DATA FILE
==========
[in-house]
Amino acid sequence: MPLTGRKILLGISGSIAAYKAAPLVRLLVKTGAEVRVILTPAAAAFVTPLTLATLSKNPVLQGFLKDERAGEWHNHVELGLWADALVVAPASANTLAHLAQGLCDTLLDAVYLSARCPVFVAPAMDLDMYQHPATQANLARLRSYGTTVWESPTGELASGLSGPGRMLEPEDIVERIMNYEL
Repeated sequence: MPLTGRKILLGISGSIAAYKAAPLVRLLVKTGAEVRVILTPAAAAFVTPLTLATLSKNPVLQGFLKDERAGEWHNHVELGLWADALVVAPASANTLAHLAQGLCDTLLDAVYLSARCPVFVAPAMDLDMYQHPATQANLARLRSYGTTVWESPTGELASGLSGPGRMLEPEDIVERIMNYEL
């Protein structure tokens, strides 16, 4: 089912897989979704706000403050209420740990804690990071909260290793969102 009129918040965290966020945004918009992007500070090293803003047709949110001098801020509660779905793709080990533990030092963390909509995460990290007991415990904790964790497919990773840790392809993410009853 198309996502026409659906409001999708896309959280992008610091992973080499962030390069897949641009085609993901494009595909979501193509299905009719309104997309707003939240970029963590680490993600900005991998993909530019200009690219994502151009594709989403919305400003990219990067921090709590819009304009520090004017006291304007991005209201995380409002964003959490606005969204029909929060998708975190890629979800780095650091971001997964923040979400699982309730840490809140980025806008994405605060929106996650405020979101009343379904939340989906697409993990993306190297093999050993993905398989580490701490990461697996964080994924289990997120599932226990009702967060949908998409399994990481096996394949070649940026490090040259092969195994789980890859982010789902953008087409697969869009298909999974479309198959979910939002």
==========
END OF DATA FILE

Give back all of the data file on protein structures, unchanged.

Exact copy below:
[in-house]
Amino acid sequence: MPLTGRKILLGISGSIAAYKAAPLVRLLVKTGAEVRVILTPAAAAFVTPLTLATLSKNPVLQGFLKDERAGEWHNHVELGLWADALVVAPASANTLAHLAQGLCDTLLDAVYLSARCPVFVAPAMDLDMYQHPATQANLARLRSYGTTVWESPTGELASGLSGPGRMLEPEDIVERIMNYEL
Repeated sequence: MPLTGRKILLGISGSIAAYKAAPLVRLLVKTGAEVRVILTPAAAAFVTPLTLATLSKNPVLQGFLKDERAGEWHNHVELGLWADALVVAPASANTLAHLAQGLCDTLLDAVYLSARCPVFVAPAMDLDMYQHPATQANLARLRSYGTTVWESPTGELASGLSGPGRMLEPEDIVERIMNYEL
């Protein structure tokens, strides 16, 4: 089912897989979704706000403050209420740990804690990071909260290793969102 009129918040965290966020945004918009992007500070090293803003047709949110001098801020509660779905793709080990533990030092963390909509995460990290007991415990904790964790497919990773840790392809993410009853 198309996502026409659906409001999708896309959280992008610091992973080499962030390069897949641009085609993901494009595909979501193509299905009719309104997309707003939240970029963590680490993600900005991998993909530019200009690219994502151009594709989403919305400003990219990067921090709590819009304009520090004017006291304007991005209201995380409002964003959490606005969204029909929060998708975190890629979800780095650091971001997964923040979400699982309730840490809140980025806008994405605060929106996650405020979101009343379904939340989906697409993990993306190297093999050993993905398989580490701490990461697996964080994924289990997120599932226990009702967060949908998409399994990481096996394949070649940026490090040259092969195994789980890859982010789902953008087409697969869009298909999974479309198959979910939002």